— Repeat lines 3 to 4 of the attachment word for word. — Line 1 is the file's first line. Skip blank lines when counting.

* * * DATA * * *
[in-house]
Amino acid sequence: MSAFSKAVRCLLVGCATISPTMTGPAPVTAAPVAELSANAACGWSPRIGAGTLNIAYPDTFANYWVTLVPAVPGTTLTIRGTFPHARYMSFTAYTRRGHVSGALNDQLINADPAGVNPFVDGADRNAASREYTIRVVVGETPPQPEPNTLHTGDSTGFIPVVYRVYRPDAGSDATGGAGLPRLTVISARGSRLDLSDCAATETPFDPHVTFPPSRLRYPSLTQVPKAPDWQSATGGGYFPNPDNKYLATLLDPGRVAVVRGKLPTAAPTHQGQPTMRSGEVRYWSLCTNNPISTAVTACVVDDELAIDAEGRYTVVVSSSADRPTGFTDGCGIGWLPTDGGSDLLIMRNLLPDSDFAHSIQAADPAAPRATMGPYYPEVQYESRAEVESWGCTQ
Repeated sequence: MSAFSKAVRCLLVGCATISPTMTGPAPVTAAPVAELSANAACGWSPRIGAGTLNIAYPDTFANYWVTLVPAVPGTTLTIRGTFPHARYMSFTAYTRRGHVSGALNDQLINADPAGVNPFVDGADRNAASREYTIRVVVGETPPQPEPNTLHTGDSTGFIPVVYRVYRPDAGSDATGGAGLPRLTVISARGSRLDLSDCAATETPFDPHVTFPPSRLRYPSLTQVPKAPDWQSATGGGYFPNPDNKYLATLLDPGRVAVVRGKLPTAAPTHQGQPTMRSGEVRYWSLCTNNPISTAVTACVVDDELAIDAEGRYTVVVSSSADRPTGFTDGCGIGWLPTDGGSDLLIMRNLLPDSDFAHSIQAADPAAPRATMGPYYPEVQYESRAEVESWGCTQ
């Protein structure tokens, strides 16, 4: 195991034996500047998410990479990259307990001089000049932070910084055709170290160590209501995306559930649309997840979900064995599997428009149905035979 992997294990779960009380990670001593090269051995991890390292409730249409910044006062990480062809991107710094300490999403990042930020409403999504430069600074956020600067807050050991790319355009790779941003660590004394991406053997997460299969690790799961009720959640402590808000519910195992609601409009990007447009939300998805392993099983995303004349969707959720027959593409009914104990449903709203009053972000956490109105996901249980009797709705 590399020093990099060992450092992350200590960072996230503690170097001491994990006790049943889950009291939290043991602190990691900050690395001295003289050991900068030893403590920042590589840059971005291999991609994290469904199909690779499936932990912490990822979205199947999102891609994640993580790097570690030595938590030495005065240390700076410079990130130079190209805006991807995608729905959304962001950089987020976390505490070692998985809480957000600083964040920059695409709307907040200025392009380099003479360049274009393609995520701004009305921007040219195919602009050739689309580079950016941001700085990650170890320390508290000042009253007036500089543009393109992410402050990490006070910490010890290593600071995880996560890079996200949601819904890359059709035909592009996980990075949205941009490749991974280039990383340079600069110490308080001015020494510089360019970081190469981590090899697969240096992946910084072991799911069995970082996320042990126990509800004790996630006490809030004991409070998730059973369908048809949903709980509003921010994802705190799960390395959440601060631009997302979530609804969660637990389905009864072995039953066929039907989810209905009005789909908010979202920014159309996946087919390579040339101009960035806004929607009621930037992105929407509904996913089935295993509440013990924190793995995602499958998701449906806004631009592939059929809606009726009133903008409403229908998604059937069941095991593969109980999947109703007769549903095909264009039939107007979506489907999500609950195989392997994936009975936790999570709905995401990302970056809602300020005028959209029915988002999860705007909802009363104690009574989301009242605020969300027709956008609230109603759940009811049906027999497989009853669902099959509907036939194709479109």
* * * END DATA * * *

Repeated sequence: MSAFSKAVRCLLVGCATISPTMTGPAPVTAAPVAELSANAACGWSPRIGAGTLNIAYPDTFANYWVTLVPAVPGTTLTIRGTFPHARYMSFTAYTRRGHVSGALNDQLINADPAGVNPFVDGADRNAASREYTIRVVVGETPPQPEPNTLHTGDSTGFIPVVYRVYRPDAGSDATGGAGLPRLTVISARGSRLDLSDCAATETPFDPHVTFPPSRLRYPSLTQVPKAPDWQSATGGGYFPNPDNKYLATLLDPGRVAVVRGKLPTAAPTHQGQPTMRSGEVRYWSLCTNNPISTAVTACVVDDELAIDAEGRYTVVVSSSADRPTGFTDGCGIGWLPTDGGSDLLIMRNLLPDSDFAHSIQAADPAAPRATMGPYYPEVQYESRAEVESWGCTQ
């Protein structure tokens, strides 16, 4: 195991034996500047998410990479990259307990001089000049932070910084055709170290160590209501995306559930649309997840979900064995599997428009149905035979 992997294990779960009380990670001593090269051995991890390292409730249409910044006062990480062809991107710094300490999403990042930020409403999504430069600074956020600067807050050991790319355009790779941003660590004394991406053997997460299969690790799961009720959640402590808000519910195992609601409009990007447009939300998805392993099983995303004349969707959720027959593409009914104990449903709203009053972000956490109105996901249980009797709705 590399020093990099060992450092992350200590960072996230503690170097001491994990006790049943889950009291939290043991602190990691900050690395001295003289050991900068030893403590920042590589840059971005291999991609994290469904199909690779499936932990912490990822979205199947999102891609994640993580790097570690030595938590030495005065240390700076410079990130130079190209805006991807995608729905959304962001950089987020976390505490070692998985809480957000600083964040920059695409709307907040200025392009380099003479360049274009393609995520701004009305921007040219195919602009050739689309580079950016941001700085990650170890320390508290000042009253007036500089543009393109992410402050990490006070910490010890290593600071995880996560890079996200949601819904890359059709035909592009996980990075949205941009490749991974280039990383340079600069110490308080001015020494510089360019970081190469981590090899697969240096992946910084072991799911069995970082996320042990126990509800004790996630006490809030004991409070998730059973369908048809949903709980509003921010994802705190799960390395959440601060631009997302979530609804969660637990389905009864072995039953066929039907989810209905009005789909908010979202920014159309996946087919390579040339101009960035806004929607009621930037992105929407509904996913089935295993509440013990924190793995995602499958998701449906806004631009592939059929809606009726009133903008409403229908998604059937069941095991593969109980999947109703007769549903095909264009039939107007979506489907999500609950195989392997994936009975936790999570709905995401990302970056809602300020005028959209029915988002999860705007909802009363104690009574989301009242605020969300027709956008609230109603759940009811049906027999497989009853669902099959509907036939194709479109």